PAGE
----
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Coco Gauff says U.S. Open win 'still doesn’t feel real at all'

The 19-year-old star made history Saturday, becoming the youngest American to win the U.S. Open women's title since Serena Williams in 1999.
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Coco Gauff said she was overwhelmed with joy when she realized she won the U.S. Open women’s final on Saturday and her victory "still doesn't feel real at all."

The triumphant 19-year-old made history, becoming the youngest American to win the title since Serena Williams in 1999. 

"It's still crazy," the star athlete said in an exclusive interview on NBC's "TODAY" show Monday, beaming in a yellow dress. "Even last night I was telling myself, 'You're a Grand Slam champion,' and it doesn’t feel real at all."

It was Gauff’s first major title with a 2-6, 6-3, 6-2 victory against Aryna Sabalenka of Belarus. 

The teenager fell on the ground and sobbed on the tennis court at Arthur Ashe Stadium in New York City after securing her win before a raucous crowd of adoring fans and A-list celebrities. She shared a heart sign to the camera before embracing her family.

“I feel like it hit all at once because I didn’t want to tell myself it was match point on the match points, I didn’t want to start shaking. So when it happened and like, finally it was over, my previous matches (have) taken me like six, seven match points to win and that was on the first one so I was a little bit shocked and I couldn’t breathe either,” Gauff said on the moment she realized she won.

She said she felt a wave of joy in winning, noting, "I would think in the past it would be more relief than joy, but I think with all the growth and maturity I’ve done it's definitely more joy than relief."

After winning, she got down on her knees, saying a prayer.

“I was just saying thank you and I understood like all the tough times were just to make that moment even sweeter. I think if it came easy, I wouldn’t feel as appreciative as I did in that moment,” she said. 

She said the timing of her victory felt meant to be.

“Obviously when you’re losing, you’re like, ‘Why isn’t it happening now?’ It couldn’t have been any more perfect than this moment, doing it in the U.S., in New York City, it’s just incredible.”

Gauff revealed she was up until 1 a.m. the night before the match talking with her boyfriend.

She said they talked about “everything except [the match]. He asked if I wanted to talk about it and I was like ‘no,’” she recalled.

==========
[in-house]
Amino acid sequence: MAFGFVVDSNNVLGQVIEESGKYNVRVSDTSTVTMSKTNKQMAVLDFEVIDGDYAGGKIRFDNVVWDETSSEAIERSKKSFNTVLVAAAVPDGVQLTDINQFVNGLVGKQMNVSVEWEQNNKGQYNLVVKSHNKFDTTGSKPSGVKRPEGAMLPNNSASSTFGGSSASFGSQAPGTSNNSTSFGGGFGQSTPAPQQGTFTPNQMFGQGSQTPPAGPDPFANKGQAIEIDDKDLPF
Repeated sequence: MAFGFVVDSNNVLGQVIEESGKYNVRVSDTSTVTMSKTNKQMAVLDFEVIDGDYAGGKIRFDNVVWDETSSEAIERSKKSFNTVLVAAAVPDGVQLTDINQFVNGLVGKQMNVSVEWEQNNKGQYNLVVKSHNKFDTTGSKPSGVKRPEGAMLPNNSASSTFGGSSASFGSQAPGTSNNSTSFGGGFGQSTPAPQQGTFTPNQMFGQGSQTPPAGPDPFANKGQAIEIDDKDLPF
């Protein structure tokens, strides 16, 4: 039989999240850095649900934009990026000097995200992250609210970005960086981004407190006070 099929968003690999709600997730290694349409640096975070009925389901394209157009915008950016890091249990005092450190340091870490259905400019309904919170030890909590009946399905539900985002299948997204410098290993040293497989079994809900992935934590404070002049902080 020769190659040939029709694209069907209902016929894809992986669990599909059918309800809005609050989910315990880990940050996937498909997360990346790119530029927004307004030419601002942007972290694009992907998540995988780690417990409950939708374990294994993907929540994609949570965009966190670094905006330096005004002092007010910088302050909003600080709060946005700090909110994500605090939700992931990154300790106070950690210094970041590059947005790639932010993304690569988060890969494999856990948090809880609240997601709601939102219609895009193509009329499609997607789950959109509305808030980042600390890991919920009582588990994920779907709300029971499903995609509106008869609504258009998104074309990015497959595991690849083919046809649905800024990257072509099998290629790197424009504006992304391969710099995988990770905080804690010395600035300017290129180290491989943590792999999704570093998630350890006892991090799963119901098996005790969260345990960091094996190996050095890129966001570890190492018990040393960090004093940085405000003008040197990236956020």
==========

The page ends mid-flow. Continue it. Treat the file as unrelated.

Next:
"My last time I was in a Grand Slam final I couldn’t sleep the whole night, but talking to him helped me go to sleep," she explained.

After winning, the first people she called were her brothers and grandmother from the court.

Coco Gauff with the trophy after defeating Aryna Sabalenka in the US Open women's singles final match, in New York,
Coco Gauff with the trophy after defeating Aryna Sabalenka in the U.S. Open women's singles final match in New York on Saturday. Angela Weiss / AFP - Getty Images

"Both my brothers were the first two people I called; they didn’t answer. Then I called my grandma and somebody that wasn’t her answered," she said, laughing. "And then finally my brother called me back, but by then the ceremony had started."

Gauff noted that her father donned a shirt during the match that said "Imagine."

"He just said he bought it at the beginning of the tournament. He said that he had an image that I was going to go make it to the final and he was going to wear that shirt if I did," Gauff said. "And I think just imagine, just imagine that your dreams can come true and you just have to keep working for it."

Gauff became one of the most famous faces in tennis following her impressive performance at Wimbledon in 2019, where she reached the fourth round as a 15-year-old qualifier.

Her mother, Candi Gauff, attributed her daughter’s success to her self-discipline. 

“Coco is a very dedicated, self-disciplined person. She was very gifted as a child. She always strived to do her best. It comes from within her,” Candi Gauff said on the “TODAY” show.